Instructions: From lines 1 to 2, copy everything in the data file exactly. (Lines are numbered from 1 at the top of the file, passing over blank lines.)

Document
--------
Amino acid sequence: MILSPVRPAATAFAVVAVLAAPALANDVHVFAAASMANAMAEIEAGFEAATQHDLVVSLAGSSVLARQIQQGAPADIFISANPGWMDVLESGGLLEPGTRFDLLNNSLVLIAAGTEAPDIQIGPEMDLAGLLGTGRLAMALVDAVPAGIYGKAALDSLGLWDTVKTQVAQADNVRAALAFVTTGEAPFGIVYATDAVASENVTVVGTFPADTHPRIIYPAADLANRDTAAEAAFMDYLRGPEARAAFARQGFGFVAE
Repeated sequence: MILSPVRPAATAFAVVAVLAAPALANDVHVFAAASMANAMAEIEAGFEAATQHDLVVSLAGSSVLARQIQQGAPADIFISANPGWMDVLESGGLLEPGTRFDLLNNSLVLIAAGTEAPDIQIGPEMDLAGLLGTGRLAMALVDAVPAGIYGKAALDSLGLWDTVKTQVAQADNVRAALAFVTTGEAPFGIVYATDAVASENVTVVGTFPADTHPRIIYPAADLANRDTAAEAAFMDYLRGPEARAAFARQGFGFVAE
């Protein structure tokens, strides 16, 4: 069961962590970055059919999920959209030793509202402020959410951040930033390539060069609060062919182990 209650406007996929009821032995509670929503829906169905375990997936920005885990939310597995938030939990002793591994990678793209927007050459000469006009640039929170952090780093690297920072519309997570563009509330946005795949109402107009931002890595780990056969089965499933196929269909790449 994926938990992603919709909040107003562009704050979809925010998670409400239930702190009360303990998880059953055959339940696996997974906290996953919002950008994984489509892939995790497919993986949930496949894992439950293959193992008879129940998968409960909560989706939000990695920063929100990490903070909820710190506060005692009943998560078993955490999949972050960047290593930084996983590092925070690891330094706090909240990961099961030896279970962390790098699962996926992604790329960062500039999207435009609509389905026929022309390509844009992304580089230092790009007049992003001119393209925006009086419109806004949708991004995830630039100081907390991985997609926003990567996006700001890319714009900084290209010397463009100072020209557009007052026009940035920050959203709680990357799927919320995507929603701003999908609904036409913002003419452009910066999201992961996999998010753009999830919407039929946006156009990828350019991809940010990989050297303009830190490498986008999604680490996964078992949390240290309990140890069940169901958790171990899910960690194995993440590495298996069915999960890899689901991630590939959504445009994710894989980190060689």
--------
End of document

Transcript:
Amino acid sequence: MILSPVRPAATAFAVVAVLAAPALANDVHVFAAASMANAMAEIEAGFEAATQHDLVVSLAGSSVLARQIQQGAPADIFISANPGWMDVLESGGLLEPGTRFDLLNNSLVLIAAGTEAPDIQIGPEMDLAGLLGTGRLAMALVDAVPAGIYGKAALDSLGLWDTVKTQVAQADNVRAALAFVTTGEAPFGIVYATDAVASENVTVVGTFPADTHPRIIYPAADLANRDTAAEAAFMDYLRGPEARAAFARQGFGFVAE
Repeated sequence: MILSPVRPAATAFAVVAVLAAPALANDVHVFAAASMANAMAEIEAGFEAATQHDLVVSLAGSSVLARQIQQGAPADIFISANPGWMDVLESGGLLEPGTRFDLLNNSLVLIAAGTEAPDIQIGPEMDLAGLLGTGRLAMALVDAVPAGIYGKAALDSLGLWDTVKTQVAQADNVRAALAFVTTGEAPFGIVYATDAVASENVTVVGTFPADTHPRIIYPAADLANRDTAAEAAFMDYLRGPEARAAFARQGFGFVAE